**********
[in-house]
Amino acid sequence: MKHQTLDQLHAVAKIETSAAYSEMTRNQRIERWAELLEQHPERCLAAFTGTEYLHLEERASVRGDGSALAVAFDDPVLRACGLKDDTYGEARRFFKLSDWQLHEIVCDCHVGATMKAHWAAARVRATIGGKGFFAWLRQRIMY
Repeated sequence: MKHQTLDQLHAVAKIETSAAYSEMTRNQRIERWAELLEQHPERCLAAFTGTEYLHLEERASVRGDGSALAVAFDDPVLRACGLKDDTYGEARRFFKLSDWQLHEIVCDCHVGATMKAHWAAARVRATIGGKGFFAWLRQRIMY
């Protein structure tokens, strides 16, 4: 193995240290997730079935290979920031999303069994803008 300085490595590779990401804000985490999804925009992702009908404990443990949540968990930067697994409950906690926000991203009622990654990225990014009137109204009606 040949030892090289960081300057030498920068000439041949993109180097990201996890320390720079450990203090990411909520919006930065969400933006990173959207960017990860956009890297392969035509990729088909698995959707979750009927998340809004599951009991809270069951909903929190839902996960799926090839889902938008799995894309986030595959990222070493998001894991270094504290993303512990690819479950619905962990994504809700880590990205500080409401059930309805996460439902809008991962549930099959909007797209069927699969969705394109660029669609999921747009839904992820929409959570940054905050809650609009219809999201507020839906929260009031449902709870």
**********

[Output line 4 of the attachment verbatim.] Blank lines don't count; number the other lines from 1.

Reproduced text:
């Protein structure tokens, strides 16, 4: 193995240290997730079935290979920031999303069994803008 300085490595590779990401804000985490999804925009992702009908404990443990949540968990930067697994409950906690926000991203009622990654990225990014009137109204009606 040949030892090289960081300057030498920068000439041949993109180097990201996890320390720079450990203090990411909520919006930065969400933006990173959207960017990860956009890297392969035509990729088909698995959707979750009927998340809004599951009991809270069951909903929190839902996960799926090839889902938008799995894309986030595959990222070493998001894991270094504290993303512990690819479950619905962990994504809700880590990205500080409401059930309805996460439902809008991962549930099959909007797209069927699969969705394109660029669609999921747009839904992820929409959570940054905050809650609009219809999201507020839906929260009031449902709870």